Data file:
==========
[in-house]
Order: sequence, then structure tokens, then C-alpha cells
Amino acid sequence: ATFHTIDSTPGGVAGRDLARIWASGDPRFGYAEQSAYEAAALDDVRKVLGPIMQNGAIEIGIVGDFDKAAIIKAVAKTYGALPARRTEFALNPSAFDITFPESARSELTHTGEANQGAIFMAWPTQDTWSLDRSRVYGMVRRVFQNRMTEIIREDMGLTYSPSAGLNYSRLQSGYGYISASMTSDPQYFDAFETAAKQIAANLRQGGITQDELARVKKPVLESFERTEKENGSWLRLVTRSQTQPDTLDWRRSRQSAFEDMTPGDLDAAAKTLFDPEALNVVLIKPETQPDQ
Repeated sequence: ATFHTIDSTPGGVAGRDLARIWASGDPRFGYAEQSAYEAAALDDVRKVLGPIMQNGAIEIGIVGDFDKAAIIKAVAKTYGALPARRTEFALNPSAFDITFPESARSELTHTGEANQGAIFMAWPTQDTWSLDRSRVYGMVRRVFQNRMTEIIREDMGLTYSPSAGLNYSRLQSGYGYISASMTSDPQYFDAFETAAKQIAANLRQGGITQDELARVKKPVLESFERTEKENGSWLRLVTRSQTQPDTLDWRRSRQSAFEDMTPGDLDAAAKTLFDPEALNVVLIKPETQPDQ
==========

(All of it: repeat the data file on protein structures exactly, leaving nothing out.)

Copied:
[in-house]
Order: sequence, then structure tokens, then C-alpha cells
Amino acid sequence: ATFHTIDSTPGGVAGRDLARIWASGDPRFGYAEQSAYEAAALDDVRKVLGPIMQNGAIEIGIVGDFDKAAIIKAVAKTYGALPARRTEFALNPSAFDITFPESARSELTHTGEANQGAIFMAWPTQDTWSLDRSRVYGMVRRVFQNRMTEIIREDMGLTYSPSAGLNYSRLQSGYGYISASMTSDPQYFDAFETAAKQIAANLRQGGITQDELARVKKPVLESFERTEKENGSWLRLVTRSQTQPDTLDWRRSRQSAFEDMTPGDLDAAAKTLFDPEALNVVLIKPETQPDQ
Repeated sequence: ATFHTIDSTPGGVAGRDLARIWASGDPRFGYAEQSAYEAAALDDVRKVLGPIMQNGAIEIGIVGDFDKAAIIKAVAKTYGALPARRTEFALNPSAFDITFPESARSELTHTGEANQGAIFMAWPTQDTWSLDRSRVYGMVRRVFQNRMTEIIREDMGLTYSPSAGLNYSRLQSGYGYISASMTSDPQYFDAFETAAKQIAANLRQGGITQDELARVKKPVLESFERTEKENGSWLRLVTRSQTQPDTLDWRRSRQSAFEDMTPGDLDAAAKTLFDPEALNVVLIKPETQPDQ